In July, Wired magazine's Clive Thompson quoted Microsoft researcher Bill Buxton as saying "Anything that's going to have an impact over the next decade -- that's going to be a billion-dollar industry -- has already been around for 10 years."

That being said, I believe the time for this technology has come.

It's been predicted that a half-billion people will be using the technology within the next three years. Clearly the market is large, the technology is available and a big-name Google-branded roll-out is imminent.

What's most compelling about this impending change is the scale. This isn't one major change, it's billions of the same minor change happening again and again. At first, the usual corps of affluent early adopters will gravitate toward it, but after that, the entire population is going to want in. And the demand will be such that they will get in, one way or another.

Ok, so Google Wallet will be huge. What's the investment angle? After all, I'm on the hunt for game-changing stocks... and I think Google is far too large at this point to see the sort of gains I'm looking for.

There are a couple of different ways to invest. The two main components of this system, and the two areas that could experience rapid growth, are in the hardware and software businesses.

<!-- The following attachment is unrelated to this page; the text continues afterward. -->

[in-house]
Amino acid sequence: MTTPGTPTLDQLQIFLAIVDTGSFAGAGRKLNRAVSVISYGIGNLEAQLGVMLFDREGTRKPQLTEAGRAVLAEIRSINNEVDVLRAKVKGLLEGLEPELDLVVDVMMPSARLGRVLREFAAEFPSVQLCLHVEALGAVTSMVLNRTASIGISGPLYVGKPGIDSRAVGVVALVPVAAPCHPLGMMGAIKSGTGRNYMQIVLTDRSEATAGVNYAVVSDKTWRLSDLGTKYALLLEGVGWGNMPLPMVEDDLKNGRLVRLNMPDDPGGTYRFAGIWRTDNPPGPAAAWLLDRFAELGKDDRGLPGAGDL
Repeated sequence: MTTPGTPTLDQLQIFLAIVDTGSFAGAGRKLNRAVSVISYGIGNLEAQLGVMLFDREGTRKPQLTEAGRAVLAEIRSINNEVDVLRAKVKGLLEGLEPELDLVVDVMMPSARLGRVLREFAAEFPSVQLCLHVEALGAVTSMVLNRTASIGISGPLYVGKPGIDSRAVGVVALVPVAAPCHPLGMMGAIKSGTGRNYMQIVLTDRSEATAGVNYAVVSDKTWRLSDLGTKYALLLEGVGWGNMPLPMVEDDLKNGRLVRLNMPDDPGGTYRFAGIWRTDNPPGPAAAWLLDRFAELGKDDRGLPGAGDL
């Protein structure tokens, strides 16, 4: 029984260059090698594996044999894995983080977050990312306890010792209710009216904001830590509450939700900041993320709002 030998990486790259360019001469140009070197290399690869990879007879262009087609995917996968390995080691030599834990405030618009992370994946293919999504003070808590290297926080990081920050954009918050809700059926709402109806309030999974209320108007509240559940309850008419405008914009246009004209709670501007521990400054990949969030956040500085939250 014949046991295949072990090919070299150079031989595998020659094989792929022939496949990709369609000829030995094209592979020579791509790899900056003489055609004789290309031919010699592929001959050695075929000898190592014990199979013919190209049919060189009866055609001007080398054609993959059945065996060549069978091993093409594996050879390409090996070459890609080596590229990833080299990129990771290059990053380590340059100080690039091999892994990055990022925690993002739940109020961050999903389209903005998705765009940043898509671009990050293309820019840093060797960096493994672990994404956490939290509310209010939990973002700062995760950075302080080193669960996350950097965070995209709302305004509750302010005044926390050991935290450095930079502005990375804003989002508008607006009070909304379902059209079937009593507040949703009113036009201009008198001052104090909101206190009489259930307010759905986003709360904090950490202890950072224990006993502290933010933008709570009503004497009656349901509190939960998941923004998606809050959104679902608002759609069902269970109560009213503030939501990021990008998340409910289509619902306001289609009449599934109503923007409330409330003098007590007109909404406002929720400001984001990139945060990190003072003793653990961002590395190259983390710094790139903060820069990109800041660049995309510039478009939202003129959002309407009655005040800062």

On the hardware side, Zebra (Nasdaq: ZBRA ) might make a good choice. Zebra makes RFID chips, which is one of the technologies on which contactless payment systems can be based. If you have a toll tag on your car, it likely uses RFID technology. As a leader in this field, Zebra could do well if Google Wallet becomes popular.

If you're interest is in software, then a company like Elephant Talk ( ETAK ) could be a smart play. Elephant Talk, based in the Netherlands, owns some unique elements of the mobile-phone business in Europe. Because it controls the operating system, it has the ability to integrate mobile-payment systems.

Because Europe is already ahead of the United States in some mobile functionality and Elephant Talk is one of the companies that made this possible, its international footprint ensures it will be part of the future.

Action to Take --> Now, keep in mind these are both growth-oriented plays. In a rocky market, their share prices will swing. This means more volatility, but also more opportunities to enter at an attractive price.

But however you decide to invest in this revolution, I think one thing is almost certain -- Google Wallet will be big.

--Andy Obermueller

P.S. -- If you're interested in learning more about the types of investments that can "move the needle" on your portfolio, I invite you to watch this presentation. Here, I document some of the most compelling game-changing opportunities I've come across recently, and exactly how you can use them for your own portfolio. Visit this link to watch.

Disclosure: Neither Andy Obermueller nor StreetAuthority, LLC hold positions in any securities mentioned in this article.

The views and opinions expressed herein are the views and opinions of the author and do not necessarily reflect those of Nasdaq, Inc.

© Copyright 2001-2010 StreetAuthority, LLC. All Rights Reserved.

The views and opinions expressed herein are the views and opinions of the author and do not necessarily reflect those of Nasdaq, Inc.

In This Story


Other Topics